IOM urges international action to eradicate fake drugs

February 14, 2013
IOM urges international action to eradicate fake drugs
Falsified and substandard medications pose public health problems around the world, and international action should be taken to combat the phenomenon, according to a report published Feb. 13 by the Institute of Medicine.

(HealthDay)—Falsified and substandard medications pose public health problems around the world, and international action should be taken to combat the phenomenon, according to a report published Feb. 13 by the Institute of Medicine (IOM).

Noting that considerable working capital is required to assure the manufacture of quality medicines, Lawrence O. Gostin, J.D., from the Georgetown University Law Center in Washington, D.C., and colleagues from the IOM reviewed the global implications of falsified medicines and recommended measures to eradicate the problem.

According to the authors, to improve the quality of medicine and protect consumers, the distribution system should be strengthened. Restriction of the U.S. wholesale market to firms approved by the National Association of Boards of Pharmacy would tighten the American drug distribution chain and encourage better control of drug wholesalers. In low- and middle-income countries, the governments should establish an appealing environment to encourage reputable private drug sellers. Falsified and substandard medicines often are ineffective, promote , and may cause illness and death, and consequently represent a serious public health concern. Eradicating these drugs will require national regulation and international cooperation. A voluntary international agreement could go some way to achieving this aim.

"Stakeholders around the world share a common interest in combating inferior-quality drugs. At the international level, productive discussion relies on cooperation and mutual trust," the authors write. "The report advocates for an emerging consensus on once-contentious terms and lays out a plan to invest in quality to improve public health."

Explore further: Report calls for better U.S. efforts to fight counterfeit drugs

More information: More Information

Related Stories

Report calls for better U.S. efforts to fight counterfeit drugs

February 13, 2013
(HealthDay)—Aiming to reduce the global threat of counterfeit drugs, a new Institute of Medicine report also recommends changes in the United States that include a mandatory drug-tracking system and tighter licensing rules ...

International action needed to ensure the quality of medicines and tackle the fake drugs trade

November 13, 2012
Their call comes just days before 100 World Health Organisation member states hold their first meeting to discuss the problem, and the authors hope it will help to influence the debate and lead to some concrete actions.

New technology represents next-generation tool for detecting substandard and counterfeit medicines

July 26, 2012
A new platform for detecting substandard and counterfeit medicines using microfluidics has been recognized with a grant from Saving Lives at Birth's "Grand Challenge through Development." Dubbed PharmaCheck, the technology ...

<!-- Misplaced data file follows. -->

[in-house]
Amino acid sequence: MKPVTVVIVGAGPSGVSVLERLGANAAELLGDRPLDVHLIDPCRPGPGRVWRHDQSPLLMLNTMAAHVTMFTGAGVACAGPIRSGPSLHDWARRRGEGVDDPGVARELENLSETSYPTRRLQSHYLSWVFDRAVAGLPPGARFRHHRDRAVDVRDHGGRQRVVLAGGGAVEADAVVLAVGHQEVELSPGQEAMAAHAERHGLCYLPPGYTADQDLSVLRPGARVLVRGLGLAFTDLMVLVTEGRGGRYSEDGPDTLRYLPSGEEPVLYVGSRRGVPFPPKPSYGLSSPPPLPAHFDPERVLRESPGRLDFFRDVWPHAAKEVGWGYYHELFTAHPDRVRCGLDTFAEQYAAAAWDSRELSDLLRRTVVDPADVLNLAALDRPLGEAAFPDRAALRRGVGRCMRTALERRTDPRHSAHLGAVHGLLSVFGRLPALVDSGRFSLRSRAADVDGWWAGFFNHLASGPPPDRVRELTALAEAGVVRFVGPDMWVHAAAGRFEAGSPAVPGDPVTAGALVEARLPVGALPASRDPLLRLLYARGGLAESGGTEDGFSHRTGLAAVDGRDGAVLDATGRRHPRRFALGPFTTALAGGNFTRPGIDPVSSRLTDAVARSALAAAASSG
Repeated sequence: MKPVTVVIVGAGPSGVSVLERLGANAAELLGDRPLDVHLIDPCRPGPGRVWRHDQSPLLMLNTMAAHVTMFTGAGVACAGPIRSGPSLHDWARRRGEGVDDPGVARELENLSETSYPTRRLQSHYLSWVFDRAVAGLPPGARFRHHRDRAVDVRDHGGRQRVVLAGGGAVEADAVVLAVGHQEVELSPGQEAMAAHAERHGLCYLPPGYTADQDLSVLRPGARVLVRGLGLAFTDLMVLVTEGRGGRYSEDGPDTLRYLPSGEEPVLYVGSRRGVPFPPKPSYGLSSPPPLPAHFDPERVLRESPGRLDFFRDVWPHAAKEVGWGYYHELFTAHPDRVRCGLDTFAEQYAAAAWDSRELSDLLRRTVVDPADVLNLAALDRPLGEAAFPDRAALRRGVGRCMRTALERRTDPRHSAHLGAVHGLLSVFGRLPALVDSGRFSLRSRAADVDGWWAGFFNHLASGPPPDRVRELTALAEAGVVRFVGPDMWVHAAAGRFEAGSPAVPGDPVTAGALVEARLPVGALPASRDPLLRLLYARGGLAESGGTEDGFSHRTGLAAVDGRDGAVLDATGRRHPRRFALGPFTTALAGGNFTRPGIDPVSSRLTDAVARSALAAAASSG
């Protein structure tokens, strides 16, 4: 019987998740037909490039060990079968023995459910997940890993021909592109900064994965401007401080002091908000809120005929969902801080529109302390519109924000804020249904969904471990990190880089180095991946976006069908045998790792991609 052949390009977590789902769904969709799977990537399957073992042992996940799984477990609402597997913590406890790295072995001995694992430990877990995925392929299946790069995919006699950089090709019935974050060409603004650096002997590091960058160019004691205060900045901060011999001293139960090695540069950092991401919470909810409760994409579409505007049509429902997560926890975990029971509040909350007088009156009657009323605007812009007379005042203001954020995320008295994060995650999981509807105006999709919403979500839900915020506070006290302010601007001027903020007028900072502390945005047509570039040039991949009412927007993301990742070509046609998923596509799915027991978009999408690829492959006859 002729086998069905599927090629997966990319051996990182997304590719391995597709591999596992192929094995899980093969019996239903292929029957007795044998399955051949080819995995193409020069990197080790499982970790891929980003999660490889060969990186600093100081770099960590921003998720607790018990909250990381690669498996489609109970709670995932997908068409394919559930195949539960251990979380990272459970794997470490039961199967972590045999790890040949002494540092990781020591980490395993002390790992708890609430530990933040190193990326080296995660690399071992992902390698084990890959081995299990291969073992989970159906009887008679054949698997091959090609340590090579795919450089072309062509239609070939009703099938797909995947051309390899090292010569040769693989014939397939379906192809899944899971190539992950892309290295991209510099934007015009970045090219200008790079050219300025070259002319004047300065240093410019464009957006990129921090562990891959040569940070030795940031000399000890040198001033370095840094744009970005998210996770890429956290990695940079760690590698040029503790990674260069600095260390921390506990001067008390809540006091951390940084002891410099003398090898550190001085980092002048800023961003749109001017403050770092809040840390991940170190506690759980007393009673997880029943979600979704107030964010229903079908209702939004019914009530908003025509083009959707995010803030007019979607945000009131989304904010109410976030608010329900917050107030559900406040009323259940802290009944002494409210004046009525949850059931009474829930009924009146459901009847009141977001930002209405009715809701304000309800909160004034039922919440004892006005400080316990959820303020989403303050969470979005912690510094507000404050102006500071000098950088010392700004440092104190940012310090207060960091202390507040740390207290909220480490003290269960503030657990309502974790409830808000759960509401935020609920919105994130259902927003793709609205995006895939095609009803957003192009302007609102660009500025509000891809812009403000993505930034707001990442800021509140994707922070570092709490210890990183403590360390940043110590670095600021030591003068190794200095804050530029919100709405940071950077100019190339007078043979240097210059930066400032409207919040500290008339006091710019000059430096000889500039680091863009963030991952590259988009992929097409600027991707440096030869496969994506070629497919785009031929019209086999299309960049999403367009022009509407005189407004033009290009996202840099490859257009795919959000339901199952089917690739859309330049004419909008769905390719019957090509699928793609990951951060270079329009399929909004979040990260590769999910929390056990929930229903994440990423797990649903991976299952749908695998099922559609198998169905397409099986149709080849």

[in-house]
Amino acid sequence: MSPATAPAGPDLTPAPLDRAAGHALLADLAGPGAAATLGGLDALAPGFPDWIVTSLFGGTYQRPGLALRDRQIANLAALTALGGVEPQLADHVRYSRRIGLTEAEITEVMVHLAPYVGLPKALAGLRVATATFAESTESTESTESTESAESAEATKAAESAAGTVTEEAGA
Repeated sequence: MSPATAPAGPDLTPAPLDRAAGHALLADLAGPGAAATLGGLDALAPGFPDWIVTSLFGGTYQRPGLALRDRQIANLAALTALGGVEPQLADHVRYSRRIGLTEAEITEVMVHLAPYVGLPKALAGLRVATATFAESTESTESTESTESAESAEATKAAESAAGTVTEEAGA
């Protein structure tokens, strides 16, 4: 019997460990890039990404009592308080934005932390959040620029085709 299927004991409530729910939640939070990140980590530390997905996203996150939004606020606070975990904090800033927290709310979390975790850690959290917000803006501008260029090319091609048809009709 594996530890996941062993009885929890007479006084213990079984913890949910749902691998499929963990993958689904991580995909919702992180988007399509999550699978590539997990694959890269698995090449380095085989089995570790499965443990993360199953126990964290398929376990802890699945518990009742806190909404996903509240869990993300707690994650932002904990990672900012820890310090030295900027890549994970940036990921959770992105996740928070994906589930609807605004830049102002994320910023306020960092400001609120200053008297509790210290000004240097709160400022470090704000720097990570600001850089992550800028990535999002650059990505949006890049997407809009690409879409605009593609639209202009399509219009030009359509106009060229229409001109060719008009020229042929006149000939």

Recommended for you

Study suggests ending opioid epidemic will take years

July 20, 2017
The question of how to stem the nation's opioid epidemic now has a major detailed response. A new study chaired by University of Virginia School of Law Professor Richard Bonnie provides extensive recommendations for curbing ...

Team-based model reduces prescription opioid use among patients with chronic pain by 40 percent

July 17, 2017
A new, team-based, primary care model is decreasing prescription opioid use among patients with chronic pain by 40 percent, according to a new study out of Boston Medical Center's Grayken Center for Addiction Medicine, which ...

Private clinics' peddling of unproven stem cell treatments is unsafe and unethical

July 7, 2017
Stem cell science is an area of medical research that continues to offer great promise. But as this week's paper in Science Translational Medicine highlights, a growing number of clinics around the globe, including in Australia, ...

Popular heartburn drugs linked to higher death risk

July 4, 2017
Popular heartburn drugs called proton pump inhibitors (PPIs) have been linked to a variety of health problems, including serious kidney damage, bone fractures and dementia. Now, a new study from Washington University School ...

Most reproductive-age women using opioids also use another substance

June 30, 2017
The majority of reproductive-age and pregnant women who use opioids for non-medical purposes also use at least one other substance, ranging from nicotine or alcohol to cocaine, according to a University of Pittsburgh Graduate ...

At-risk chronic pain patients taper opioids successfully with psychological tools

June 28, 2017
Psychological support and new coping skills are helping patients at high risk of developing chronic pain and long-term, high-dose opioid use taper their opioids and rebuild their lives with activities that are meaningful ...

0 comments

Please sign in to add a comment. Registration is free, and takes less than a minute. Read more

Click here to reset your password.
Sign in to get notified via email when new comments are made.